By Benjamin Sacks
In the January 2011 issue of Transactions of the Institute of British Geographers, Miles Ogborn (Queen Mary) recounted the resilience of oral histories in the eighteenth-century British Caribbean. Historians have long relied on culturally varied mediums – including art, maps, prints, stories and music – to better understand the past. Geographers, Ogborn asserted, tend to work with a narrower body of material: maps and surveys, letters and formal accounts of land use and taxation. The importance of oral histories lie in their intrinsic, human element; oral narratives attached the individual to the land, its people and its future to a degree a map simply could not match. Highlighting the work of Sandra Gustafson (Notre Dame) and Carolyn Eastman (Texas-Austin), Ogborn argued that the imperial experience ‘created worlds in which oratory and speechifying [sic] both mirrored and created new social orders’. Gustafson added that colonial interactions made ‘verbal forms [of communication] into primary markers of cultural difference’. Excessive primary information can be difficult to wade through, but the importance of individual, non-academic accounts cannot be underestimated.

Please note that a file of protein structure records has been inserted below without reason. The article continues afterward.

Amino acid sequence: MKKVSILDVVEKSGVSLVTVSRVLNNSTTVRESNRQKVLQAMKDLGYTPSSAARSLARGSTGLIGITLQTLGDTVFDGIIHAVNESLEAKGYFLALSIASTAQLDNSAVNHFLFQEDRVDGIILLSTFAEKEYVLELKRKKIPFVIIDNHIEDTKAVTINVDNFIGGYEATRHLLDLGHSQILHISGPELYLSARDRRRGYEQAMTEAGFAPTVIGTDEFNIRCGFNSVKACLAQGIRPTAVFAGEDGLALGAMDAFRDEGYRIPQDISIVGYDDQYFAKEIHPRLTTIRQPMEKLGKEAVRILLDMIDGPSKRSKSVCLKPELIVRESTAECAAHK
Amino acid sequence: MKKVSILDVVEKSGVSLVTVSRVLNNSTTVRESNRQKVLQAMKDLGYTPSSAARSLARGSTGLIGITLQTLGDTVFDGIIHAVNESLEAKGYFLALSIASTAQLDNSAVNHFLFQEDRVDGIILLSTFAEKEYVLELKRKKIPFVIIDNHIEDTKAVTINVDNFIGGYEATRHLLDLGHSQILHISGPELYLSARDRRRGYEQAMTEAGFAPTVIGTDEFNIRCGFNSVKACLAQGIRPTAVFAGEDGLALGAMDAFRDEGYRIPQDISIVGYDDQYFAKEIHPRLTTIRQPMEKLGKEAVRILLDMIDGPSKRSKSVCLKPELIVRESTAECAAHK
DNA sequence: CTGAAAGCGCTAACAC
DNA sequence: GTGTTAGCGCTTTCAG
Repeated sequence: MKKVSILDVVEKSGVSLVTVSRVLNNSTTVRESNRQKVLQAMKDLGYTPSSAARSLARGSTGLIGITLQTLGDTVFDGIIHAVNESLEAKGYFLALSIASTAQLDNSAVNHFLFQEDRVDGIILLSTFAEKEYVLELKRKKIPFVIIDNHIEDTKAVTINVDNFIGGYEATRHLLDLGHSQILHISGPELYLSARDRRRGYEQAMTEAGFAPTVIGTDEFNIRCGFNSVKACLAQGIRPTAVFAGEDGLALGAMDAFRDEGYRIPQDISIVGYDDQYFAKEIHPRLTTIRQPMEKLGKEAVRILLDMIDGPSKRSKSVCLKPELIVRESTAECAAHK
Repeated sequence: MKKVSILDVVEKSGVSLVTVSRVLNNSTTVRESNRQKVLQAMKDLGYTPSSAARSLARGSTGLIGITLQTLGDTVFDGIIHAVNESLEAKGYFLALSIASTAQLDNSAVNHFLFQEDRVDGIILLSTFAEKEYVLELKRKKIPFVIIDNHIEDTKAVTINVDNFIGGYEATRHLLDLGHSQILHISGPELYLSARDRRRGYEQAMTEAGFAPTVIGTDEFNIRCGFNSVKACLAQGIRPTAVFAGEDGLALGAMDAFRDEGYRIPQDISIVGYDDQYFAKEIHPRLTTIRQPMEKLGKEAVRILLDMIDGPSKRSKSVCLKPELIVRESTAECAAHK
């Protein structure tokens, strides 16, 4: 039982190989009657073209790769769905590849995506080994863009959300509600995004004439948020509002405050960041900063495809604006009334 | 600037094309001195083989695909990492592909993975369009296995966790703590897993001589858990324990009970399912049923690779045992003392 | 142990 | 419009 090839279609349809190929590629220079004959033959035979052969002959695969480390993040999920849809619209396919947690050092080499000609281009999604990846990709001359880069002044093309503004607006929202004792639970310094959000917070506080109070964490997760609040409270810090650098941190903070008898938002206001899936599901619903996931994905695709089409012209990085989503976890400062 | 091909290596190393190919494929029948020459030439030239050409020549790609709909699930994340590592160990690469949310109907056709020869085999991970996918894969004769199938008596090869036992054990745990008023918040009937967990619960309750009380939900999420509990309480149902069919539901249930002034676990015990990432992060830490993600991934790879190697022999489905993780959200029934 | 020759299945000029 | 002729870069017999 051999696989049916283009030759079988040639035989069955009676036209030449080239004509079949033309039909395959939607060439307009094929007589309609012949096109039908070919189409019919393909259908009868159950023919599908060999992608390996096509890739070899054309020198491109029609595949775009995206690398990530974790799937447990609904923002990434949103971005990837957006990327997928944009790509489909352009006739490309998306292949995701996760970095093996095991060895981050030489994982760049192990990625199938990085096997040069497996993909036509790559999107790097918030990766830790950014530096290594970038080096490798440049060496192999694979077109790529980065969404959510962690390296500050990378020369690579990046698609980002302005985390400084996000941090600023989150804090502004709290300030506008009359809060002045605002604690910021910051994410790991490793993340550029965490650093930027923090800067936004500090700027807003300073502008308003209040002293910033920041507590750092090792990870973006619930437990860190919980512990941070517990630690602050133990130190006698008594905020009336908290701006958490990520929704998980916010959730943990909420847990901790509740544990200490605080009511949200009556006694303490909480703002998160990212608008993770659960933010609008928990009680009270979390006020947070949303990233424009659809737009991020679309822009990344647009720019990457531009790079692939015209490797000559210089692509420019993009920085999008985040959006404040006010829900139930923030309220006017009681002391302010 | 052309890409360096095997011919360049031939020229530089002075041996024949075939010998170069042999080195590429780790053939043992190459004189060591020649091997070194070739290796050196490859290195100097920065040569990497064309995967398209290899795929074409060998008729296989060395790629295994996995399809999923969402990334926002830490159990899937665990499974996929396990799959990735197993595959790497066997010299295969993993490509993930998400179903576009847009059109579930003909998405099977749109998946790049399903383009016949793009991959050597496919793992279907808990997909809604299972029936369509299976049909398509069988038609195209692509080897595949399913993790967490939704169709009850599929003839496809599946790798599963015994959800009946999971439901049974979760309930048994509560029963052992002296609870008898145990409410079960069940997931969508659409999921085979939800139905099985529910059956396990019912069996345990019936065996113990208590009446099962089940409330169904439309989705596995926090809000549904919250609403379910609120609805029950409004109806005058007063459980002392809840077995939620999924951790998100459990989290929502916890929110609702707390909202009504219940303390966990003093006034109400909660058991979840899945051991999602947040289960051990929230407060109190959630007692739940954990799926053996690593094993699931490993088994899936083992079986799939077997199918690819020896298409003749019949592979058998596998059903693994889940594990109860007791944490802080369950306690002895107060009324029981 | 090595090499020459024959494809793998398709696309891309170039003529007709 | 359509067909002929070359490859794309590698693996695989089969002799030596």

Oral histories take on almost countless forms. A conversation, recorded in the minutes of a town meeting, or a synopsis recorded in a letter. Behind gravestones one finds eulogies, epitaphs, verse, memories, music and stories from friends and families. Nor should the progression of tales through multiple familial generations be ignored; alterations in the story can be indicative of topographical or human geographic (i.e. migratory) changes on the landscape. Oral histories provide a colour to geography that has rarely, as of yet, been seen. With the inclusion of spoken narratives, more recent three-dimensional, digital maps also gain a ‘fourth-dimension’ – an interactive, human filter.
Miles Ogborn, ‘The Power of Speech: Orality, Oaths and Evidence in the British Atlantic World, 1650-1800‘, Transactions of the Institute of British Geographers New Series 36 no. 1 (Jan., 2011): pp. 109-125.
Richard C. Powell, ‘Becoming a Geographical Scientist: Oral Histories of Arctic Fieldwork‘, Transactions of the Institute of British Geographers New Series 33 no. 4 (Oct., 2008): pp. 548-565.
Stephen Daniels, ‘Picturing Land and Life‘, Area 26 no. 2 (Jun., 1994): pp. 193-194.
Margaret Byron, ‘Using Audio: Visual Aids in Geography Research: Questions of Access and Responsibility‘, Area 25 no. 4 (Dec., 1993): pp. 379-385.